Scotland’s affordable housing problem

Photo Credit: itmpa Flickr via Compfight cc

Dr Roger Cook, Director of Research at the Scotland Institute, discusses their recent report on Scotland’s housing market.

A recent report by the Scotland Institute has highlighted a number of problems with Scotland’s housing market. Fundamentally we have a major failure in housing supply despite some welcome initiatives by the SNP Government since 2010.

Two statistics stand out. The cost of housing is high enough that it pushes a further 210,000 Scots into poverty. Second, Crisis have estimated that some 50,000 adults (just over 1% of the population) experiences some form of homelessness each year and 5,000 will have to endure at least one night of living on the streets.

The underlying reason for both figures is the shortage of affordable social housing – whether supplied by local authorities or the charitable sector. The benefit of social housing is clear, average weekly rents in the sector were £65pw compared to £108pw in the private sector.

The problem is the legacy of the destruction of social housing following the ‘right to buy’ legislation. In 1990, Scotland had almost one million homes available for social renting, by 2000 this had dropped to 600,000 (and has continued to decline since). The current Scottish Government deserves credit for first stalling and now halting further sales. Equally the provision of 31,000 homes for social renting under the Affordable Housing Act over the last four years is welcome – but points to the scale of problem.

One problem is that housing policy cannot be conducted in isolation to wider social policy. Again the Scottish Government deserves credit for mitigating the impact of the UK Government’s ‘bedroom tax’ and some recent changes to Housing Benefit. However, wider welfare caps, benefit sanctions and the malign impact of Universal Credit all threaten to undermine these small gains. Also, as is widely acknowledged, the cost and supply of housing are determined by increases in the price of land – and as long as profits earned from land price inflation remains a cornerstone of UK economic policy, addressing the predictably adverse consequences is not easy.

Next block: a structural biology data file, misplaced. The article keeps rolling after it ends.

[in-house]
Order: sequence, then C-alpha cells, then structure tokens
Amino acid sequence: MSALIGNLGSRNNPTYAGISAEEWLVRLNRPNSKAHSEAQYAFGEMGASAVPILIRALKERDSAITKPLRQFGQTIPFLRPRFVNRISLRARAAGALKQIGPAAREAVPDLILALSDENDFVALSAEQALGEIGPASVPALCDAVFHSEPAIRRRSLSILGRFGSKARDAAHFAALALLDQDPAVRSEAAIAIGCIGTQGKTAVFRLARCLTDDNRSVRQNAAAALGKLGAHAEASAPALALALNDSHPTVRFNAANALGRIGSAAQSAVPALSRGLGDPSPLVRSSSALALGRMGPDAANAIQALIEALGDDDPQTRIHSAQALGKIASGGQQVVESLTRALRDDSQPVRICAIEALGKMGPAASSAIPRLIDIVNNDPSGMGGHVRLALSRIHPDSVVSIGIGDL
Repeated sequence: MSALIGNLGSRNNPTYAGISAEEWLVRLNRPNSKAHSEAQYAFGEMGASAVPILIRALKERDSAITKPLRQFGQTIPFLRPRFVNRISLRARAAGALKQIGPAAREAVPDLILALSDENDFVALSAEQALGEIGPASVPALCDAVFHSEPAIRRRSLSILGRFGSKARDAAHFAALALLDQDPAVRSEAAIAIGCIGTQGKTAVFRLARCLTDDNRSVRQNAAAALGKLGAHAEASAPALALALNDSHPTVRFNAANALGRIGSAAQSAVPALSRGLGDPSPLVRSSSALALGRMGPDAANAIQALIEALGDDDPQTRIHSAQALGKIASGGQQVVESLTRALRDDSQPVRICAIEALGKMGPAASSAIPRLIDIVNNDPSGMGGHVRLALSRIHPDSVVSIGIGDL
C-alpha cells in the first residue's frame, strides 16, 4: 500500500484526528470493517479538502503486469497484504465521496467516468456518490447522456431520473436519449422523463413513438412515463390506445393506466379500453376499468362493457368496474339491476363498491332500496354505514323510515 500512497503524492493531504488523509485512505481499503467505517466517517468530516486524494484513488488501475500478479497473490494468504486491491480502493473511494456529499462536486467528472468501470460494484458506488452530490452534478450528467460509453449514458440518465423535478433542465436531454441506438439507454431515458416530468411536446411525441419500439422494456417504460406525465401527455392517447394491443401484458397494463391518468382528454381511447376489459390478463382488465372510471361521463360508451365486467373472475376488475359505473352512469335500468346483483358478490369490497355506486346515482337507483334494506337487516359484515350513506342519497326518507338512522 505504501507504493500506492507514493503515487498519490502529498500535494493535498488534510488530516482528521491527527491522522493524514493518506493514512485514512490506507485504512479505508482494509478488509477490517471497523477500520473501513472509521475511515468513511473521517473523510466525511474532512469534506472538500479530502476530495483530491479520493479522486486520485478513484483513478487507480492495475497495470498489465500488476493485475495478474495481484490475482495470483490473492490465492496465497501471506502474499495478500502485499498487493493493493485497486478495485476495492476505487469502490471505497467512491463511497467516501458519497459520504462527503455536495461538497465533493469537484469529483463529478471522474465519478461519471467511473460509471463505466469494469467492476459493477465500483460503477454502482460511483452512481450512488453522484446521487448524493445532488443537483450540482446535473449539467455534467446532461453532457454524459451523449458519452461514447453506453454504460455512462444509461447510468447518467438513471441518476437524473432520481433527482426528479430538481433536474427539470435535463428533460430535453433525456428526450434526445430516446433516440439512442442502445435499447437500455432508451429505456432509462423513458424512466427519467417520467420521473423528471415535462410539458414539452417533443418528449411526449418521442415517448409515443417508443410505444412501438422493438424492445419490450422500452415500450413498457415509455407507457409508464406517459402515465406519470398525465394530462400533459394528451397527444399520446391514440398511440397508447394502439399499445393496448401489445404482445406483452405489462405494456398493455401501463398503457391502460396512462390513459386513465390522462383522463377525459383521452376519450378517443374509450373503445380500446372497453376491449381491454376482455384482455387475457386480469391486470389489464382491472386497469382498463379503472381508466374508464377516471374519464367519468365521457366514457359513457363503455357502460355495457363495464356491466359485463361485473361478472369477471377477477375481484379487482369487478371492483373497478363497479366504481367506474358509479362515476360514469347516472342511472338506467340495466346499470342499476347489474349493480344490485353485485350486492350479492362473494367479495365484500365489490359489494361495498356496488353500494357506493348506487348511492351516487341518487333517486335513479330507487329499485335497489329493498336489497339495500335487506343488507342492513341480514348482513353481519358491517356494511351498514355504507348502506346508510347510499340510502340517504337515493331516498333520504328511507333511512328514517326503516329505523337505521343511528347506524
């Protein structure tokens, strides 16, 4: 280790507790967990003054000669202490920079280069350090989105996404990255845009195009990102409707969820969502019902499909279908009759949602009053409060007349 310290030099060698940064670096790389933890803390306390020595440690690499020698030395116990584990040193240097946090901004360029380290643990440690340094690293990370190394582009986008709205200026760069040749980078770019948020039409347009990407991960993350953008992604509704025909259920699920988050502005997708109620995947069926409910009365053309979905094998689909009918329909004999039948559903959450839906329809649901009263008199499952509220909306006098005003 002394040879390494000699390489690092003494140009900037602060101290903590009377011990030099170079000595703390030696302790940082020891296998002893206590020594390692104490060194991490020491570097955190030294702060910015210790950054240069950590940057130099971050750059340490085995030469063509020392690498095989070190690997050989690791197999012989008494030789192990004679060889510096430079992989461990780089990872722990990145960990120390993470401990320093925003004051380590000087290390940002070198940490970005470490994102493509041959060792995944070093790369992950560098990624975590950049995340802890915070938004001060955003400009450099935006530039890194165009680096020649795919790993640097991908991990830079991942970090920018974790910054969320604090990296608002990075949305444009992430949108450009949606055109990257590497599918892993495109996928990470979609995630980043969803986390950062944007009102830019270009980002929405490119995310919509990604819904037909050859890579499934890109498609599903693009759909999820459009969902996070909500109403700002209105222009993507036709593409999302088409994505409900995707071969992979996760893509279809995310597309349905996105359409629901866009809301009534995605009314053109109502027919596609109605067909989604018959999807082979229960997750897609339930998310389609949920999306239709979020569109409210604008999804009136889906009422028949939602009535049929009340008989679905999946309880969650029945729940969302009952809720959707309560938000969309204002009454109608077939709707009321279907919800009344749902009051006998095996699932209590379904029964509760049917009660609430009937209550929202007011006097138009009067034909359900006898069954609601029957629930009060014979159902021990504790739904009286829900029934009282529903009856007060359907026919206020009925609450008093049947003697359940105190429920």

Despite the UK-wide aspect to Scotland’s housing problems, unusually the solution is mostly in our own hands. We would argue that the clear need is to fund the provision of more social housing. Realistically, given the existing levels of debt held by Scotland’s local authorities, this cannot be funded by borrowing. An option is, as suggested by the Association of Local Authority Chief Housing Officers, to raise rents by £10 per week as this would generate around £150m per annum. The problem with this approach is that it would place an even greater burden on the poorest households who are already struggling to meet their weekly bills.

There is a different solution and it rests in adopting a new approach to funding local government in Scotland. Lost in the debate about new powers coming to the Scottish Parliament is the simple reality that local government finance is already fully devolved. For the last 15 years, Scottish governments (of all hues) have side-stepped dealing with this, and the recent lack of attention to the report of the Commission on Local Tax Reform is simply the latest failure.

From a series of our reports that we have published over three years, we keep on finding ourselves drawn back to arguments for land value taxation. This offers the means to raise a substantial sum of money from land that is currently under (or not at all) taxed. In addition it offers the means to offset the gains of land price inflation accruing to very few households. What is lacking is the political will – but until that is found we are condemning more and more Scottish households to housing poverty. It is one thing to point to UK government welfare policies as a major cause of this, but, if we are to be honest, the solution already rests at Holyrood.